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HomeTrip Planning

Here's How We Roll


NSSKA trip leaders take care to plan safe, enjoyable outings. Here’s what goes into planning a trip:
  • Club member suggests a trip to our trip coordinator
  • Trip coordinator finds a qualified member to lead the trip
  • At least one person from the NSSKA Board approves the trip
  • Trip gets posted to our events calendar
Our trip leaders provide enough information for you to decide whether the outing suits your abilities. This includes a trip rating, which consists of a number representing the expected conditions and a letter representing the human effort required. Trips rated as I-A are great for new paddlers. Scroll down for a description of trip ratings.

It is the paddler’s responsibility to come prepared to enjoy a trip. The club empowers all trip leaders to decide who is capable of participating based on a member's skills and equipment. We are sticklers about using immersion gear when paddling cold waters, and on many trips we require dry suits and/or neoprene wet suits.

Bill pre-trip talk


Trip Ratings

Conditions

I - Protected waters, possibly a light breeze, little or no current, easy landings. You must be able to wet-exit safely from a capsized kayak.

II - Possible chop with wind waves of up to 2 feet, current to 1-2 knots, easy to moderate landings. You must have experience with wet exits, assisted rescues, and bracing.

III - Possible swells and eddy lines, moderate to strong winds, moderate to difficult landings, current up to 4 knots. You must have dependable skills in assisted rescues, self-rescues, and bracing.

IV - Some exposed water, possible open-water crossings, moderate to strong currents, swells, moderate to strong sustained winds, moderate to difficult landings, possible surf. You must be able to brace automatically, to self-rescue confidently, and (preferably) to roll. You must be able to navigate using a chart and compass.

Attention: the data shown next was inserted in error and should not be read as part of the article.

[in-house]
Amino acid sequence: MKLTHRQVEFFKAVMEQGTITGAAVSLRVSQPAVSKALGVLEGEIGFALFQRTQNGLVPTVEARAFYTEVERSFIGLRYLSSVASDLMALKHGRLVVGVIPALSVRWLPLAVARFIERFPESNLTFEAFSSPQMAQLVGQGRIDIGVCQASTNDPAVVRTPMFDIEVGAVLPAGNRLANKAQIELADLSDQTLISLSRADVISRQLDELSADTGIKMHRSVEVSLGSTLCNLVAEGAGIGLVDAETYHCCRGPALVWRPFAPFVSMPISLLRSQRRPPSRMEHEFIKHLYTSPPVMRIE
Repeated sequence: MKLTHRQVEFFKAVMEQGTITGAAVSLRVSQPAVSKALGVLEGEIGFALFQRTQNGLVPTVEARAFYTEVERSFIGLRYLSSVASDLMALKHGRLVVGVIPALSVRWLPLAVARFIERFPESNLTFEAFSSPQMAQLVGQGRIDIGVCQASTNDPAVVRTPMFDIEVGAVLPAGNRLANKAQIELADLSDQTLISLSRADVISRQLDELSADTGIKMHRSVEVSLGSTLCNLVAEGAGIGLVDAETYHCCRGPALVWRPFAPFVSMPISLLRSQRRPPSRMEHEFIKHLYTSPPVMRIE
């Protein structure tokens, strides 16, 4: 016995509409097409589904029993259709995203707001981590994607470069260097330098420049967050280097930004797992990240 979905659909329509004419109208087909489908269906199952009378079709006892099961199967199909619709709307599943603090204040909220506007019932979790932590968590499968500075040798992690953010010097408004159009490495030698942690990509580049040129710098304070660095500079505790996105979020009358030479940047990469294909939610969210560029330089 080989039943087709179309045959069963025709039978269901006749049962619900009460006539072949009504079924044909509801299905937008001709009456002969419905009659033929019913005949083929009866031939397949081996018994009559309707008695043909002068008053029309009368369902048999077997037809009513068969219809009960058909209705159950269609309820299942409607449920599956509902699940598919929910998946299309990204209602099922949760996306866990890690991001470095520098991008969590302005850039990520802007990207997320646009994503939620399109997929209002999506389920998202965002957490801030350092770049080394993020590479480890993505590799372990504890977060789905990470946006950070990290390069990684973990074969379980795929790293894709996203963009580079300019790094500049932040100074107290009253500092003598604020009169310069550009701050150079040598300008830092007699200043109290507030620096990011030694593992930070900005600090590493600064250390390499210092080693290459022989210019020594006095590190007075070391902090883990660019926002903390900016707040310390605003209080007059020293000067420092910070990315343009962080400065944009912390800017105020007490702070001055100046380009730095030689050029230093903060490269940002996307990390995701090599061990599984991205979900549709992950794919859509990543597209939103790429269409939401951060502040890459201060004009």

V -  Possible long crossings, rugged and/or exposed coast, large swells, surf, strong currents, turbulent water, difficult landings and/or strong wind effects. You must have advanced paddling, seamanship, and rescue skills, and be able to roll dependably.

Distance/Effort

A - Up to three hours and/or 6 nautical miles, with plenty of sheltered landing spots for resting.

B - Up to 5 hours and/or 10 nautical miles, with some sheltered landing spots for resting.

C - Up to 6 hours and/or 15 nautical miles with infrequent shelter or landing spots.

D - More than 6 hours and/or more than 15 nautical miles, with little or no shelter and very few landing spots.

Gear & Supplies


Paddlers are required bring the following items on any day trip:

  • Food and beverage/water
  • Personal flotation device (PFD) equipped with whistle
  • Sea kayak with flotation fore and aft (either bulkheads or float bags)
  • Spray skirt
  • Bilge pump and paddle float
  • Personal first aid kit that includes any medications for specific needs
  • Sun and rain protection (hat, sun glasses, sunscreen)
  • Dry bag with rain jacket or cagoule, and change of clothes
  • VHF radio if possible

In addition to the above, trip leaders are required to bring:

  • VHF radio
  • Compass and chart of the route
  • Emergency blanket
  • Repair kit
  • Short tow and long tow
  • Spare paddle

For overnight trips, the trip leader will provide a gear/supply checklist based on destination and duration.

Comfy in the rain